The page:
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Union Street

Union Street connected the North End of the city to the East End, and for the first half of the twentieth century linked two groups of Eastern European Jewish immigrants and their nearby synagogue. The three blocks between Charlotte and Prince Edward Streets had an eclectic retail mix including Jewish merchants who offered clothing and shoes for the family, music, art, furniture, cigarettes, groceries, and lunch counters.


Wiezel Shoes

Store window with lettering for “Wiezel’s” – woman and man at left looking at a pair of shoes from a shoebox

Wiezel’s Shoe Store, ca. 1920


Among the first to open a store on Union Street were Joseph and Herman Wiezel who purchased a clothing and shoe store in 1908 and quickly decided to focus on shoes. Three years later they moved to a larger spot at 241 Union Street and moved into the apartments over the store. In 1927 the store moved to the corner of Charlotte and Union and finally in 1948 relocated to 78 King Street. They used a fluoroscope to help ensure the best fit. In the early years, shoes and boots were shipped in large wooden crates and it was up to the clerks to sort the contents into pairs. Other shoe stores included Fine’s and Margolian’s.


Interior of shoe store with boxes of shoes on shelves along walls on either side – glass table display at centre with female clerks and customers – men in background

Wiezel’s, Union Street

Clothing Stores

Women’s clothes were sold in Macy’s Dress Shop (Jack Freeman), Princess Dress Shop (Lewis Selby) and Dreskin’s (Philip and Norman Hamburg). Men’s suits could be purchased in Harry’s Men’s and Boys’ Shop (Saul Harris), Albert’s Clothing (Albert Brym) and Jack’s Men’s Shop (Jack D. and Ellis Levine).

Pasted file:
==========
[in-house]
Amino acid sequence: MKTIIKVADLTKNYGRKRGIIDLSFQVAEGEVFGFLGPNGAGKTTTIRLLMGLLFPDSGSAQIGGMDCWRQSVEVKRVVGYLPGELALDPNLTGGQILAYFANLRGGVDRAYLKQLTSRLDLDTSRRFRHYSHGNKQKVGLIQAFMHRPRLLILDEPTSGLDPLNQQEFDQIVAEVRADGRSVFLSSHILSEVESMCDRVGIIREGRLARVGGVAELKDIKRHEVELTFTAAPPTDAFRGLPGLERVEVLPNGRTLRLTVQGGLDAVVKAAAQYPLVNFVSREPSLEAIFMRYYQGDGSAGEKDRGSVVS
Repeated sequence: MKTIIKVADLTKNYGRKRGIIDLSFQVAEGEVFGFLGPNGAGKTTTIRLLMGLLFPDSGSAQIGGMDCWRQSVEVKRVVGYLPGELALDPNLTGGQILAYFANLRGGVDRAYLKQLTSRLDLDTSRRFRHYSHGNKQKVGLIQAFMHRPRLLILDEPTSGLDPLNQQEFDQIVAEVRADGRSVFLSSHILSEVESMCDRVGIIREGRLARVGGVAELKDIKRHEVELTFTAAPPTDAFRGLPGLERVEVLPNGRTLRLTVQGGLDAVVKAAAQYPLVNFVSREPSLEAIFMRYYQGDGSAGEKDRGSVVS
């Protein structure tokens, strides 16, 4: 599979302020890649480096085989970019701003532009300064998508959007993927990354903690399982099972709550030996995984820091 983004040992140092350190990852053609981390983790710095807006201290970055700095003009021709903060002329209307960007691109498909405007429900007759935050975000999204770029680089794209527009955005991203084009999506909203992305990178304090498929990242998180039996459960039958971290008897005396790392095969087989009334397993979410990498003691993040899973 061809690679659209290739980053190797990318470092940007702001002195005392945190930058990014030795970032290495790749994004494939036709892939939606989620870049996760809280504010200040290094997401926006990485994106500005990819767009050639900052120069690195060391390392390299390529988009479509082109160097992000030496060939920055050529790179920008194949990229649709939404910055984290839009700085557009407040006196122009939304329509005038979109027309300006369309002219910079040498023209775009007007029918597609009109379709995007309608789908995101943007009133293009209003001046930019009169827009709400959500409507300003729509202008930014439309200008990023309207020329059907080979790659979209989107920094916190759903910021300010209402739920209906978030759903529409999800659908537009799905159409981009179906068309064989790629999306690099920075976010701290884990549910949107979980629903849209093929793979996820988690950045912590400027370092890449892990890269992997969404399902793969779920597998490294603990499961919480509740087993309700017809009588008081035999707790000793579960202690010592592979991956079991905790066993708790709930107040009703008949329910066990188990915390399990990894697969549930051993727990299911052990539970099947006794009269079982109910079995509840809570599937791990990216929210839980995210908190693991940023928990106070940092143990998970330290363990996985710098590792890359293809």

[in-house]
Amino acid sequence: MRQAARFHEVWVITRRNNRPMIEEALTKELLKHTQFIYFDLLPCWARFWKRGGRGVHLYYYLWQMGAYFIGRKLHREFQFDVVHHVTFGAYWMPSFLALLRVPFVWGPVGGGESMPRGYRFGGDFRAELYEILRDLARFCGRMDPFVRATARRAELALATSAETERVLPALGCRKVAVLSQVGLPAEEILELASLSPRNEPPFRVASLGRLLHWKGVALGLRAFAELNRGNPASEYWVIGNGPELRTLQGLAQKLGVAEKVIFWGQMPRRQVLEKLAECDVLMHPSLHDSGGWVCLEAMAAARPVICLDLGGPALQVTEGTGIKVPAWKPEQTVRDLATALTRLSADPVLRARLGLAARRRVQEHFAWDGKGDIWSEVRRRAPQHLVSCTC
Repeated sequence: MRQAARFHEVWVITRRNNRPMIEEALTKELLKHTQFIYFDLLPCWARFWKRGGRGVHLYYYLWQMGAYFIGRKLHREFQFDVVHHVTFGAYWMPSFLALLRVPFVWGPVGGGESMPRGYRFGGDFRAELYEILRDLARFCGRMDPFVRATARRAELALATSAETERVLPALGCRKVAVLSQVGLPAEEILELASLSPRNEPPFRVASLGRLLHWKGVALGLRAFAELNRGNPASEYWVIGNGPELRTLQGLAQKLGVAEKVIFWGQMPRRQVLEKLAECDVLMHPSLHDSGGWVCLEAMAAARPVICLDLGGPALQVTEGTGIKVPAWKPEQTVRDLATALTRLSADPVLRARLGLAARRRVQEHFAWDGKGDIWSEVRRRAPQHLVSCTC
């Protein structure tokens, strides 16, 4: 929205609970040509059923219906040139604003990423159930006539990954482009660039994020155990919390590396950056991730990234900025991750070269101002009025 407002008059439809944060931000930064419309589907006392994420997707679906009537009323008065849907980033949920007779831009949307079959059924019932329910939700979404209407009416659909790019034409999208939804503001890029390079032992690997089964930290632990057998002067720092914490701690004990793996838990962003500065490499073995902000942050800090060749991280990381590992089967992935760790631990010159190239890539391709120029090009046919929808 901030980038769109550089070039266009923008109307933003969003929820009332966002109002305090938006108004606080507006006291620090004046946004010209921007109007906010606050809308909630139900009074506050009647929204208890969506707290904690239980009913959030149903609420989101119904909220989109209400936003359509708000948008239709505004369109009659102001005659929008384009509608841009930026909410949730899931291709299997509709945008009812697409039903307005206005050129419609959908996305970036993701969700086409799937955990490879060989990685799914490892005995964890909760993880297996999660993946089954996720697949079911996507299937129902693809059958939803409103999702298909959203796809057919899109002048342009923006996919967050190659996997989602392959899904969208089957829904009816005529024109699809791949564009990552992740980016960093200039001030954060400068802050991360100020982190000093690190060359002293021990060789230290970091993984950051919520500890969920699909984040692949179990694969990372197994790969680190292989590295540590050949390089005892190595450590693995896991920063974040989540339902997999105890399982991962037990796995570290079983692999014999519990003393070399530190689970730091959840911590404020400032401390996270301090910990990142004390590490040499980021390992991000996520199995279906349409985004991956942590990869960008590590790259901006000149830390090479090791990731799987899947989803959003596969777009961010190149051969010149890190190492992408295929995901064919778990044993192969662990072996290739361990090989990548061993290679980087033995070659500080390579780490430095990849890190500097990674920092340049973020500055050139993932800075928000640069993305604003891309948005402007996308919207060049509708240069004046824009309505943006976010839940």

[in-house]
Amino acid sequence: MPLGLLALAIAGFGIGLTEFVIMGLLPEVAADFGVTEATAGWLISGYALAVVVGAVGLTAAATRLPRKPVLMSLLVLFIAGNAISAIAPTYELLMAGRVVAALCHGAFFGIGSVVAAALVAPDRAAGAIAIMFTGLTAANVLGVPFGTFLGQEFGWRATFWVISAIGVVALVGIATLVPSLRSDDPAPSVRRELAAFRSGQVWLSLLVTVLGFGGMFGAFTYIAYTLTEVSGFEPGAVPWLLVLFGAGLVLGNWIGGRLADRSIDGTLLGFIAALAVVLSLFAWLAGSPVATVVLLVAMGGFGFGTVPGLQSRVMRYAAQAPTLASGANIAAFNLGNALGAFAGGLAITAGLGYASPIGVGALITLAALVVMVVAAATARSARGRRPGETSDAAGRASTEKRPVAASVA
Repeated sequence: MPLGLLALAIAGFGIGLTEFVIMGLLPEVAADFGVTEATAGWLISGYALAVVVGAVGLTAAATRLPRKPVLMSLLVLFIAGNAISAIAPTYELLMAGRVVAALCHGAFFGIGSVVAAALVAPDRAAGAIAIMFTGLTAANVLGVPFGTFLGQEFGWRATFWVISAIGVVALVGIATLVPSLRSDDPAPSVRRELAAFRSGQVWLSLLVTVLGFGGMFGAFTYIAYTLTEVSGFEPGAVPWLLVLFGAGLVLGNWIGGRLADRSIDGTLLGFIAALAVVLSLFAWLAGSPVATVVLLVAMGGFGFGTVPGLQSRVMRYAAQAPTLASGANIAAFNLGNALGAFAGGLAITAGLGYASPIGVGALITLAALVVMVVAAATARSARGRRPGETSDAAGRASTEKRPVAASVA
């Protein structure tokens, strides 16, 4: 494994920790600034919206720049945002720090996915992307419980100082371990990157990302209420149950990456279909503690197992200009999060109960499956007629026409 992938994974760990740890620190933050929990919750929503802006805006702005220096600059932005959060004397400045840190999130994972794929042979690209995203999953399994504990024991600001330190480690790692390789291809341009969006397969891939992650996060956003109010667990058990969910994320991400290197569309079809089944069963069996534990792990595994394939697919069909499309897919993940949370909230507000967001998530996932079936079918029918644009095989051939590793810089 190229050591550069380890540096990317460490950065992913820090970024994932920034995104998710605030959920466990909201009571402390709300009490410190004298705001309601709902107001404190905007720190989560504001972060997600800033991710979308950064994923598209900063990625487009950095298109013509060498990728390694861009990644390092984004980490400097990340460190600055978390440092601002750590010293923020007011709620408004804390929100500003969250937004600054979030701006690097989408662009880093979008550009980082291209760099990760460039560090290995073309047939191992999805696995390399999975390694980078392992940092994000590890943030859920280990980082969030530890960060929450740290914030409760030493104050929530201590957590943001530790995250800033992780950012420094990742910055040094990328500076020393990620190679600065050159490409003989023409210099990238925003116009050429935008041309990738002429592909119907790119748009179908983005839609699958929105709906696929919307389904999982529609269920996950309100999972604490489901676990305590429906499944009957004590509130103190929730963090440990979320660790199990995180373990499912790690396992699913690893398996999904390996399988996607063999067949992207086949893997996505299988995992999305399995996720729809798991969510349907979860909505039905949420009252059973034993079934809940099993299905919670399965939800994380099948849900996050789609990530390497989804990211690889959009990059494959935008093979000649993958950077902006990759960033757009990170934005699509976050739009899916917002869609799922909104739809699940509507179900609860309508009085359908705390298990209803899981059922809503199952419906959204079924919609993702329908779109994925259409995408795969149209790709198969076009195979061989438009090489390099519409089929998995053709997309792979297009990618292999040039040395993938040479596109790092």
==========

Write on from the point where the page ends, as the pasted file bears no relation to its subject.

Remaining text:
One of the longest-lived Jewish businesses was the Ideal Stores which opened in the 1930s and closed in November 1994. This store offered clothing and footwear for the entire family under the management of H. M. Garson and, after 1947, Abraham D. Davis. This store had expanded from the west side of the city and became an institution.


View of street lined with two and three storey buildings with stores at street level and signage including Bill’s Cigarette Centre, Ideal, Jack’s Men’s Shop and Harry’s Men’s Wear.

Union Street – Ideal Store, Harry’s, Jack’s Men’s Shop and Bill’s Cigarette Centre

Music and Cigars

In 1935, Ben Goldstein opened his music store at 205 Union Street. He later relocated to Charlotte Street. He sold records and musical instruments, and for 22 years provided the sheet music for the New Brunswick Competitive Festival of Music. Joanne Morrison opened the Morrison Art Gallery in the 1960s where many talented city artists could display their work.

Bill Meltzer (Bill’s Cigarette Centre), Judy Koven (Tobin`s Tobacco Shop) and Joseph Cohen (Esquire Cigar Store) established cigar and variety stores.


Isaac Levine sold a wide selection of groceries at the Dominion Food Shop. In 1936, the store boasted the largest cooler in the city and was prepared to meet any and all consumer needs. In June 1947, the store introduced a delivery service to homes and businesses throughout the city. The store expanded in 1958 under the management of his son, Ron. Leo Gilbert operated a fruit store at the corner of Coburg Street offering special fruit baskets to his customers.

Newspaper advertisement for Dominion Food Shop headlined “Dinner Bell Ringers” over four columns of items and prices including tomatoes, 1 pound at 27 cents, strawberry jam for 99 cents, pitted dates for 22 cents a pound, prime rib roast for 49 cents per pound and two cans of tomato soup for 21 cents.

Advertisement – Dominion Food Shop, May 29, 1947


Those in search of a quick lunch in the sixties and seventies could find one at Sonny`s Soda Bar, a large and modern soda fountain on the corner with Waterloo Street owned by Samuel “Sonny” and Anne “Honey” Smith. In 1980, Ron and Sandra Levine opened the Union Deli with a menu which featured traditional Maritime fare as well as kosher deli style items. In addition to seating at tables or booths for their customers, they catered large business breakfasts and lunches.

Saint John Jewish Historical Society Inc.